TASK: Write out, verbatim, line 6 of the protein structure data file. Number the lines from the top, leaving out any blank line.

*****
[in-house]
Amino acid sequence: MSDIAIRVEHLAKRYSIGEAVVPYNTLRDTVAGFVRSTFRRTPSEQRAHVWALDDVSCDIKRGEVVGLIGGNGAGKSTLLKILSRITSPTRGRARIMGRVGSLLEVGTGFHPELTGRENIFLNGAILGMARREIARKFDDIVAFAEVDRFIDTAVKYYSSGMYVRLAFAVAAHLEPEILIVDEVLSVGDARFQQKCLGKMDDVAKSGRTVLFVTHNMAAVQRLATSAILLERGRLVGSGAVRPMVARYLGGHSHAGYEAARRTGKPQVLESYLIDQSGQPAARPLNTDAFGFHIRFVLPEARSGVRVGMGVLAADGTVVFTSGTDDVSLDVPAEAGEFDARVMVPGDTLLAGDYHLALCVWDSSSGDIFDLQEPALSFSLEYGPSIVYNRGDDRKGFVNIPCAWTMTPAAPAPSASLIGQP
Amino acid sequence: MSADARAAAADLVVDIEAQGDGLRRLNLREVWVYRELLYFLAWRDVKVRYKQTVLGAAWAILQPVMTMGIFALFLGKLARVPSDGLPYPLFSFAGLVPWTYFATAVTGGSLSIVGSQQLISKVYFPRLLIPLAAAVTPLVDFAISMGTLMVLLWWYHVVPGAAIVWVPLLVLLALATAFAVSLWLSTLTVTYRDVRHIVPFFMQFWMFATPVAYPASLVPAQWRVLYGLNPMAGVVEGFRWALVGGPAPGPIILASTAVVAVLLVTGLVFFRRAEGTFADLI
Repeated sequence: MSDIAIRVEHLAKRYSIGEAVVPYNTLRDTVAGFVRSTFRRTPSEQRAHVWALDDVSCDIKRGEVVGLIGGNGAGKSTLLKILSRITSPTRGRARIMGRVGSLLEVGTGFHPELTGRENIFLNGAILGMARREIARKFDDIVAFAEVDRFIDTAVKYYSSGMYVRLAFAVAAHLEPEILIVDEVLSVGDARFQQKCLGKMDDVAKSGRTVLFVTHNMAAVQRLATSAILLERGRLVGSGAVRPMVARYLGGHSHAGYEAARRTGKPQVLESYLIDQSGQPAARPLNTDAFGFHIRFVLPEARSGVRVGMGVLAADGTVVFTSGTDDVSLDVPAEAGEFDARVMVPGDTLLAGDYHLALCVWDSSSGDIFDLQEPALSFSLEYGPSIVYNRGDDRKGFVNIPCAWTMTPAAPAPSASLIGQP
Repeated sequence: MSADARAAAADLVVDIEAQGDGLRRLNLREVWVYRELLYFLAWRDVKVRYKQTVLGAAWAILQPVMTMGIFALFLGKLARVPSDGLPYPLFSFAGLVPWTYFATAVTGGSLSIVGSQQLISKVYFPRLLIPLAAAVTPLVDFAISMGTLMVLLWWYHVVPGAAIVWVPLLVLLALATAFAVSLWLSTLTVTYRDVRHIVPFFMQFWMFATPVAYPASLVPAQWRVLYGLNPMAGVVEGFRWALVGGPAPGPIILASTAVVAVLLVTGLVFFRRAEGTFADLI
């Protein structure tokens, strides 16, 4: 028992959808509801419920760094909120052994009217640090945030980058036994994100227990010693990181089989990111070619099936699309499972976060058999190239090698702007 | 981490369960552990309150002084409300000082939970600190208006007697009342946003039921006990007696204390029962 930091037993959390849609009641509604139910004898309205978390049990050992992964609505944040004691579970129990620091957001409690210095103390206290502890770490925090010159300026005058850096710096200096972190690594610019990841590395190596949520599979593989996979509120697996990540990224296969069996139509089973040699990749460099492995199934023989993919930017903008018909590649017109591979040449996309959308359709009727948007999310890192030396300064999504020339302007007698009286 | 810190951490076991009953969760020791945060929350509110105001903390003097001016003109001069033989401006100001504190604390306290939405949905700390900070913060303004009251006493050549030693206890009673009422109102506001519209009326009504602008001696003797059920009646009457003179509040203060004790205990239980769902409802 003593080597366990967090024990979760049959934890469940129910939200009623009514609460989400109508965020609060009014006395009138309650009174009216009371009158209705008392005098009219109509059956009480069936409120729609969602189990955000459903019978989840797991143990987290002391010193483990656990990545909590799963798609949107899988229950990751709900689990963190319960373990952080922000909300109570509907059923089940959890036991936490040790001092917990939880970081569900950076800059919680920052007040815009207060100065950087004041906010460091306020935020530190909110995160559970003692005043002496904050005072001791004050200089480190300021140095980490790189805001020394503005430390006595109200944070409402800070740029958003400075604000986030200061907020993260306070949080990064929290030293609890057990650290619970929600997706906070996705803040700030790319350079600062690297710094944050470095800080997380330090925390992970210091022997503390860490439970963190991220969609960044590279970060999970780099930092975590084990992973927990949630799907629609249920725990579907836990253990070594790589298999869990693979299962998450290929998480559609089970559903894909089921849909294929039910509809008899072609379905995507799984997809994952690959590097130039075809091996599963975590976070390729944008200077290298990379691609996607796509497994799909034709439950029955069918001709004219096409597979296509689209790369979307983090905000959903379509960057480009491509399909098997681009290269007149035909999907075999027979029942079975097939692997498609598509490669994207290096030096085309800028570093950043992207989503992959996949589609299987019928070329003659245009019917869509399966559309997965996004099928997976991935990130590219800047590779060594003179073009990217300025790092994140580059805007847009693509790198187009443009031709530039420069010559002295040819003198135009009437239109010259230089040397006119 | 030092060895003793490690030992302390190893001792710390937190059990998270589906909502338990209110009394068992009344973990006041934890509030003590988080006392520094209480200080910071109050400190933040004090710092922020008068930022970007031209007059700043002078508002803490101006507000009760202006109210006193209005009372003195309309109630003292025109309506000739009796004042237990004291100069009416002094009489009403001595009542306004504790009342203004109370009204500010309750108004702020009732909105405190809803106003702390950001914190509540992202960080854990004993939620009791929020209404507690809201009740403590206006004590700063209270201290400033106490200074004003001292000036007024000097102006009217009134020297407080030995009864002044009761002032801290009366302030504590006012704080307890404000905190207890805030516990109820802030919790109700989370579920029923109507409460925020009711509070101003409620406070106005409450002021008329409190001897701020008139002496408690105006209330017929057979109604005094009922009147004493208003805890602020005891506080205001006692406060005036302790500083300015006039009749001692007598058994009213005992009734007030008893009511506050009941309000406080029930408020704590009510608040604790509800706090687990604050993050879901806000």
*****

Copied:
């Protein structure tokens, strides 16, 4: 028992959808509801419920760094909120052994009217640090945030980058036994994100227990010693990181089989990111070619099936699309499972976060058999190239090698702007 | 981490369960552990309150002084409300000082939970600190208006007697009342946003039921006990007696204390029962 930091037993959390849609009641509604139910004898309205978390049990050992992964609505944040004691579970129990620091957001409690210095103390206290502890770490925090010159300026005058850096710096200096972190690594610019990841590395190596949520599979593989996979509120697996990540990224296969069996139509089973040699990749460099492995199934023989993919930017903008018909590649017109591979040449996309959308359709009727948007999310890192030396300064999504020339302007007698009286 | 810190951490076991009953969760020791945060929350509110105001903390003097001016003109001069033989401006100001504190604390306290939405949905700390900070913060303004009251006493050549030693206890009673009422109102506001519209009326009504602008001696003797059920009646009457003179509040203060004790205990239980769902409802 003593080597366990967090024990979760049959934890469940129910939200009623009514609460989400109508965020609060009014006395009138309650009174009216009371009158209705008392005098009219109509059956009480069936409120729609969602189990955000459903019978989840797991143990987290002391010193483990656990990545909590799963798609949107899988229950990751709900689990963190319960373990952080922000909300109570509907059923089940959890036991936490040790001092917990939880970081569900950076800059919680920052007040815009207060100065950087004041906010460091306020935020530190909110995160559970003692005043002496904050005072001791004050200089480190300021140095980490790189805001020394503005430390006595109200944070409402800070740029958003400075604000986030200061907020993260306070949080990064929290030293609890057990650290619970929600997706906070996705803040700030790319350079600062690297710094944050470095800080997380330090925390992970210091022997503390860490439970963190991220969609960044590279970060999970780099930092975590084990992973927990949630799907629609249920725990579907836990253990070594790589298999869990693979299962998450290929998480559609089970559903894909089921849909294929039910509809008899072609379905995507799984997809994952690959590097130039075809091996599963975590976070390729944008200077290298990379691609996607796509497994799909034709439950029955069918001709004219096409597979296509689209790369979307983090905000959903379509960057480009491509399909098997681009290269007149035909999907075999027979029942079975097939692997498609598509490669994207290096030096085309800028570093950043992207989503992959996949589609299987019928070329003659245009019917869509399966559309997965996004099928997976991935990130590219800047590779060594003179073009990217300025790092994140580059805007847009693509790198187009443009031709530039420069010559002295040819003198135009009437239109010259230089040397006119 | 030092060895003793490690030992302390190893001792710390937190059990998270589906909502338990209110009394068992009344973990006041934890509030003590988080006392520094209480200080910071109050400190933040004090710092922020008068930022970007031209007059700043002078508002803490101006507000009760202006109210006193209005009372003195309309109630003292025109309506000739009796004042237990004291100069009416002094009489009403001595009542306004504790009342203004109370009204500010309750108004702020009732909105405190809803106003702390950001914190509540992202960080854990004993939620009791929020209404507690809201009740403590206006004590700063209270201290400033106490200074004003001292000036007024000097102006009217009134020297407080030995009864002044009761002032801290009366302030504590006012704080307890404000905190207890805030516990109820802030919790109700989370579920029923109507409460925020009711509070101003409620406070106005409450002021008329409190001897701020008139002496408690105006209330017929057979109604005094009922009147004493208003805890602020005891506080205001006692406060005036302790500083300015006039009749001692007598058994009213005992009734007030008893009511506050009941309000406080029930408020704590009510608040604790509800706090687990604050993050879901806000």